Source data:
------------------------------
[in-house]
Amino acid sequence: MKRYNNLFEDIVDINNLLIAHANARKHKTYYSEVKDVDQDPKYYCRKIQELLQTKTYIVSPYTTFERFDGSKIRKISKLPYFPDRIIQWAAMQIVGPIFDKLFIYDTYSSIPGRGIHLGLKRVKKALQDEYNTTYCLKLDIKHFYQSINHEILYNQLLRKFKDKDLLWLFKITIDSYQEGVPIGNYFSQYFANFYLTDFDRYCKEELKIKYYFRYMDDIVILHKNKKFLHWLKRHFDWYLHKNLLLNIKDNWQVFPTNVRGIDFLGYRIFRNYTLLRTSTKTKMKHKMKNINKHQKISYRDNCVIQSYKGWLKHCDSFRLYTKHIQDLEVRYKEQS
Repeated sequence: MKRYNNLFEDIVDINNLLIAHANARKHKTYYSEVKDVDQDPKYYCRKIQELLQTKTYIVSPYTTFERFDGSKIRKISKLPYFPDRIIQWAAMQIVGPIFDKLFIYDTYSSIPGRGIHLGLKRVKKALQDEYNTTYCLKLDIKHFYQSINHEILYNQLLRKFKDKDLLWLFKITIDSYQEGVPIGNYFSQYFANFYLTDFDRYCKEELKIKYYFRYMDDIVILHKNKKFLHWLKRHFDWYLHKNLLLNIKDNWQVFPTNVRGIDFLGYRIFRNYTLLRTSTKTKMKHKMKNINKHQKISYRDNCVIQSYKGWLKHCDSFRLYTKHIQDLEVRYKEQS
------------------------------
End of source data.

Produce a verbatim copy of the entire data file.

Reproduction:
[in-house]
Amino acid sequence: MKRYNNLFEDIVDINNLLIAHANARKHKTYYSEVKDVDQDPKYYCRKIQELLQTKTYIVSPYTTFERFDGSKIRKISKLPYFPDRIIQWAAMQIVGPIFDKLFIYDTYSSIPGRGIHLGLKRVKKALQDEYNTTYCLKLDIKHFYQSINHEILYNQLLRKFKDKDLLWLFKITIDSYQEGVPIGNYFSQYFANFYLTDFDRYCKEELKIKYYFRYMDDIVILHKNKKFLHWLKRHFDWYLHKNLLLNIKDNWQVFPTNVRGIDFLGYRIFRNYTLLRTSTKTKMKHKMKNINKHQKISYRDNCVIQSYKGWLKHCDSFRLYTKHIQDLEVRYKEQS
Repeated sequence: MKRYNNLFEDIVDINNLLIAHANARKHKTYYSEVKDVDQDPKYYCRKIQELLQTKTYIVSPYTTFERFDGSKIRKISKLPYFPDRIIQWAAMQIVGPIFDKLFIYDTYSSIPGRGIHLGLKRVKKALQDEYNTTYCLKLDIKHFYQSINHEILYNQLLRKFKDKDLLWLFKITIDSYQEGVPIGNYFSQYFANFYLTDFDRYCKEELKIKYYFRYMDDIVILHKNKKFLHWLKRHFDWYLHKNLLLNIKDNWQVFPTNVRGIDFLGYRIFRNYTLLRTSTKTKMKHKMKNINKHQKISYRDNCVIQSYKGWLKHCDSFRLYTKHIQDLEVRYKEQS